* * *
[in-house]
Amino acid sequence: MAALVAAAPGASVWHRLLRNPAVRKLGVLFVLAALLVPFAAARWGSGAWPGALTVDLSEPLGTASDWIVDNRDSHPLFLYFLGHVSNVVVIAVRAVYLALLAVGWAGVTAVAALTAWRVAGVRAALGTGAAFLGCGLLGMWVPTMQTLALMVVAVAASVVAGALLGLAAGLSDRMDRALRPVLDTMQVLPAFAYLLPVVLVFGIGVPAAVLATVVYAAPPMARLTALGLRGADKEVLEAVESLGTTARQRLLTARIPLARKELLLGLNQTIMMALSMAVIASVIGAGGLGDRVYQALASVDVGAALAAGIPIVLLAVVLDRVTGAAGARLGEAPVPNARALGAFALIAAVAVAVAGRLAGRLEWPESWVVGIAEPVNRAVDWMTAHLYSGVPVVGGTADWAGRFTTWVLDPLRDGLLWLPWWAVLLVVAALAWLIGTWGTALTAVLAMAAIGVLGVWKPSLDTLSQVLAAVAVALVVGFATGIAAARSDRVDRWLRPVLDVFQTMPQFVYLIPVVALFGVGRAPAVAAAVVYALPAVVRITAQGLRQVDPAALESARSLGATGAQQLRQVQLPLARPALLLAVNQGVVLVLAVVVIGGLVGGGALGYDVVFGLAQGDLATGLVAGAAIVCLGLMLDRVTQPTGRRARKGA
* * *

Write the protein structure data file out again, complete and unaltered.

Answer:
[in-house]
Amino acid sequence: MAALVAAAPGASVWHRLLRNPAVRKLGVLFVLAALLVPFAAARWGSGAWPGALTVDLSEPLGTASDWIVDNRDSHPLFLYFLGHVSNVVVIAVRAVYLALLAVGWAGVTAVAALTAWRVAGVRAALGTGAAFLGCGLLGMWVPTMQTLALMVVAVAASVVAGALLGLAAGLSDRMDRALRPVLDTMQVLPAFAYLLPVVLVFGIGVPAAVLATVVYAAPPMARLTALGLRGADKEVLEAVESLGTTARQRLLTARIPLARKELLLGLNQTIMMALSMAVIASVIGAGGLGDRVYQALASVDVGAALAAGIPIVLLAVVLDRVTGAAGARLGEAPVPNARALGAFALIAAVAVAVAGRLAGRLEWPESWVVGIAEPVNRAVDWMTAHLYSGVPVVGGTADWAGRFTTWVLDPLRDGLLWLPWWAVLLVVAALAWLIGTWGTALTAVLAMAAIGVLGVWKPSLDTLSQVLAAVAVALVVGFATGIAAARSDRVDRWLRPVLDVFQTMPQFVYLIPVVALFGVGRAPAVAAAVVYALPAVVRITAQGLRQVDPAALESARSLGATGAQQLRQVQLPLARPALLLAVNQGVVLVLAVVVIGGLVGGGALGYDVVFGLAQGDLATGLVAGAAIVCLGLMLDRVTQPTGRRARKGA